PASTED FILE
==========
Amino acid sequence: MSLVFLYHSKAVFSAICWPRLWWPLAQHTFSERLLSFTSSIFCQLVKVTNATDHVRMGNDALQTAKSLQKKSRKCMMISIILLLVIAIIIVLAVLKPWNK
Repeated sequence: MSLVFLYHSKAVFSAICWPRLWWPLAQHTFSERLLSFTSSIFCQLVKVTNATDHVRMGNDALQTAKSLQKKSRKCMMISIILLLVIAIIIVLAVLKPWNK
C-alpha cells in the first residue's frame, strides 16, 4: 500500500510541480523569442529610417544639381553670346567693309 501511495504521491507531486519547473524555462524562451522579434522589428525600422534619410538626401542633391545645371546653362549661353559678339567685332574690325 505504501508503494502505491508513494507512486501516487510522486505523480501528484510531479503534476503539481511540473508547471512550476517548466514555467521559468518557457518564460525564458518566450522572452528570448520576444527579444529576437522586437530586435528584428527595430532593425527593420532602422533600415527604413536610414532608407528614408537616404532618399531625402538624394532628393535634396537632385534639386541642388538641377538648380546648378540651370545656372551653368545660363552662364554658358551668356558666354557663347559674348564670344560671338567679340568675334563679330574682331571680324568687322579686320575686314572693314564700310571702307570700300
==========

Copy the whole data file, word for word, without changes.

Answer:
Amino acid sequence: MSLVFLYHSKAVFSAICWPRLWWPLAQHTFSERLLSFTSSIFCQLVKVTNATDHVRMGNDALQTAKSLQKKSRKCMMISIILLLVIAIIIVLAVLKPWNK
Repeated sequence: MSLVFLYHSKAVFSAICWPRLWWPLAQHTFSERLLSFTSSIFCQLVKVTNATDHVRMGNDALQTAKSLQKKSRKCMMISIILLLVIAIIIVLAVLKPWNK
C-alpha cells in the first residue's frame, strides 16, 4: 500500500510541480523569442529610417544639381553670346567693309 501511495504521491507531486519547473524555462524562451522579434522589428525600422534619410538626401542633391545645371546653362549661353559678339567685332574690325 505504501508503494502505491508513494507512486501516487510522486505523480501528484510531479503534476503539481511540473508547471512550476517548466514555467521559468518557457518564460525564458518566450522572452528570448520576444527579444529576437522586437530586435528584428527595430532593425527593420532602422533600415527604413536610414532608407528614408537616404532618399531625402538624394532628393535634396537632385534639386541642388538641377538648380546648378540651370545656372551653368545660363552662364554658358551668356558666354557663347559674348564670344560671338567679340568675334563679330574682331571680324568687322579686320575686314572693314564700310571702307570700300